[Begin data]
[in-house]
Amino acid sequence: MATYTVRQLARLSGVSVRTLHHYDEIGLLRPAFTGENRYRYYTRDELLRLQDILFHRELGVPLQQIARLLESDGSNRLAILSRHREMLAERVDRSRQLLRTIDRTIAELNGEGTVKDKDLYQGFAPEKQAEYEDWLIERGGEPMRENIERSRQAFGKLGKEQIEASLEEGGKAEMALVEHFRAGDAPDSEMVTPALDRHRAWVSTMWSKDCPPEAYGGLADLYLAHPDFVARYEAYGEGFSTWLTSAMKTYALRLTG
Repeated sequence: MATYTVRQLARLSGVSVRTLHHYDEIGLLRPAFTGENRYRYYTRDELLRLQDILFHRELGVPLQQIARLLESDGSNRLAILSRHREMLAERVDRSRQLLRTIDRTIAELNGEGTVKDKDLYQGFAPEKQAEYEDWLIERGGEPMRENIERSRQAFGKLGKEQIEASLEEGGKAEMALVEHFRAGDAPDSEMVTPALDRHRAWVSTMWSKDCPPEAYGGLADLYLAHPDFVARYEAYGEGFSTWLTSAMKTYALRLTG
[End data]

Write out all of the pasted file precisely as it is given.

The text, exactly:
[in-house]
Amino acid sequence: MATYTVRQLARLSGVSVRTLHHYDEIGLLRPAFTGENRYRYYTRDELLRLQDILFHRELGVPLQQIARLLESDGSNRLAILSRHREMLAERVDRSRQLLRTIDRTIAELNGEGTVKDKDLYQGFAPEKQAEYEDWLIERGGEPMRENIERSRQAFGKLGKEQIEASLEEGGKAEMALVEHFRAGDAPDSEMVTPALDRHRAWVSTMWSKDCPPEAYGGLADLYLAHPDFVARYEAYGEGFSTWLTSAMKTYALRLTG
Repeated sequence: MATYTVRQLARLSGVSVRTLHHYDEIGLLRPAFTGENRYRYYTRDELLRLQDILFHRELGVPLQQIARLLESDGSNRLAILSRHREMLAERVDRSRQLLRTIDRTIAELNGEGTVKDKDLYQGFAPEKQAEYEDWLIERGGEPMRENIERSRQAFGKLGKEQIEASLEEGGKAEMALVEHFRAGDAPDSEMVTPALDRHRAWVSTMWSKDCPPEAYGGLADLYLAHPDFVARYEAYGEGFSTWLTSAMKTYALRLTG